You did send a man to the moon!

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moonSomething I hadn’t considered since 1969.

Did you watch the Apollo 10 launched from Cape Kennedy on May 18, 1969, on a black and white TV, with spindly antennas and fuzzy reception? Prior to that moment in my fourth grade classroom at Solomon Schechter Hebrew Day School, my biggest concern about events in the sky, was that G-d might be looking down on me, from there, with disapproval.

When I was younger the lullaby “I see the moon and the moon sees me” brought to mind a cherubic moon face guarding me safely, but as a nine year old fourth grader I had a whole thing going on. The MOON was watching me, the moon could see what I did and didn’t achieve. The moon had its eye on me. I was never gonna get away with nothin’.

So while we watched the nominal 115-mile circular Earth-parking orbit at an inclination of 32.5 degrees, I looked outside the long rectangular windows of our fourth grade classroom in the low reaches of Temple Emannuel, and wondered, “Hmm, there’s a sky up there and blue, but there’s the sky on TV grainy, black and white. How does that work?”

One-and-a-half orbits later, translunar injection occurred. The S-IVB fired to increase velocity from 25,593 to 36,651 feet per second on a free-return trajectory. That’s when I heard some rumblings. Maybe it was my mother’s voice inside my head, or maybe it was one of my classmates nearby echoing something they’d heard at home:

“You can send a man to the moon but you can’t figure out how to feed people in Biafra?”

JFK’d been dead for 6 years already, but the boys in our classroom said we owed this to our dead president, who would remain young forever, just as we thought we would. Now we were stuck with this Nixon character who would lead us all to ruin — (the irony was that only years later I would appreciate that it was the Nixon years that brought large increases in Social Security, Medicare, and Medicaid benefits). We all thought JFK was our guy, so how could I disagree with him? Things were a little more confusing than I anticipated.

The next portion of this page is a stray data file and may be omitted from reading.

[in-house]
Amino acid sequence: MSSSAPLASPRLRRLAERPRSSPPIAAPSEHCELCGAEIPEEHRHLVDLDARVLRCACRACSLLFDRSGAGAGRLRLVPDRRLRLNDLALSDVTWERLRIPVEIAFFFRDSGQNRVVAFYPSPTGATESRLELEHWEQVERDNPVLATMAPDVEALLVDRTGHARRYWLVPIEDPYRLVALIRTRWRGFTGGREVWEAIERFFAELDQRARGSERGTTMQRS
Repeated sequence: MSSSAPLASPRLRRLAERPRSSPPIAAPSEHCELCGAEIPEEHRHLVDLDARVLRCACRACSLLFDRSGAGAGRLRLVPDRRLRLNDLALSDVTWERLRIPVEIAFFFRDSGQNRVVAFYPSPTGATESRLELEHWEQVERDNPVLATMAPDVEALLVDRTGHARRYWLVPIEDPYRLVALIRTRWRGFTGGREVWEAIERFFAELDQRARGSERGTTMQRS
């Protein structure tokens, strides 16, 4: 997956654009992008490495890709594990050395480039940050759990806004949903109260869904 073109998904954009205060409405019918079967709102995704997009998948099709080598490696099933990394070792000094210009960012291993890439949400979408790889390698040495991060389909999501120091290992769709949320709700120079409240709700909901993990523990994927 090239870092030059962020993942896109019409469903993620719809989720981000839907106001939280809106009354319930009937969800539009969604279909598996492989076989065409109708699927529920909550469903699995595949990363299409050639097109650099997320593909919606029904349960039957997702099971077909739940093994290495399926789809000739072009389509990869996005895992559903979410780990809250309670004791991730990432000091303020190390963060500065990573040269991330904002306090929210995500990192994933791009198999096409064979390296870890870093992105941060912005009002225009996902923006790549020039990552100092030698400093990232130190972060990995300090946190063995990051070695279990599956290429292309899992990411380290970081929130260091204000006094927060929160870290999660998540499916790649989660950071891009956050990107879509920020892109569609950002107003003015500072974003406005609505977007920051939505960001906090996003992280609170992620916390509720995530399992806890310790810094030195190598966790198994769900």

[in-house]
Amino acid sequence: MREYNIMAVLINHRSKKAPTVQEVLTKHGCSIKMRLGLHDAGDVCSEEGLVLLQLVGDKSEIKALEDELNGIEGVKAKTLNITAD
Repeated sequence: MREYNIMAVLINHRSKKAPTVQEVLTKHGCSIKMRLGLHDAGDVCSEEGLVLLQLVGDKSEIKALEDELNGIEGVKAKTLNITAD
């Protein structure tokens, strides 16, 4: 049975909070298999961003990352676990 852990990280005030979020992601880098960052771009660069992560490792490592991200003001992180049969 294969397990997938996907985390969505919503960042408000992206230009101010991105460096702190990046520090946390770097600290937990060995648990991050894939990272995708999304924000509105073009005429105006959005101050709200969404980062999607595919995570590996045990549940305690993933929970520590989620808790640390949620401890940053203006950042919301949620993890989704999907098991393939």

In May of 1961, 3 months before my 1st birthday, JFK addressed congress saying:

“Finally, if we are to win the battle that is now going on around the world between freedom and tyranny, the dramatic achievements in space which occurred in recent weeks should have made clear to us all, as did the Sputnik in 1957, the impact of this adventure on the minds of men everywhere, who are attempting to make a determination of which road they should take.”

I don’t know how they did or didn’t manage the risk of potentially suicidal detainees in 1961 or how our landing on the moon has improved the human condition. But I sure do hope and believe that there is a better option than stripping someone naked and putting them in chains. That’s how I see the battle between freedom and tyranny. Solving that conundrum might be just a small step for humanity to take, but it would be a giant step for humankind.

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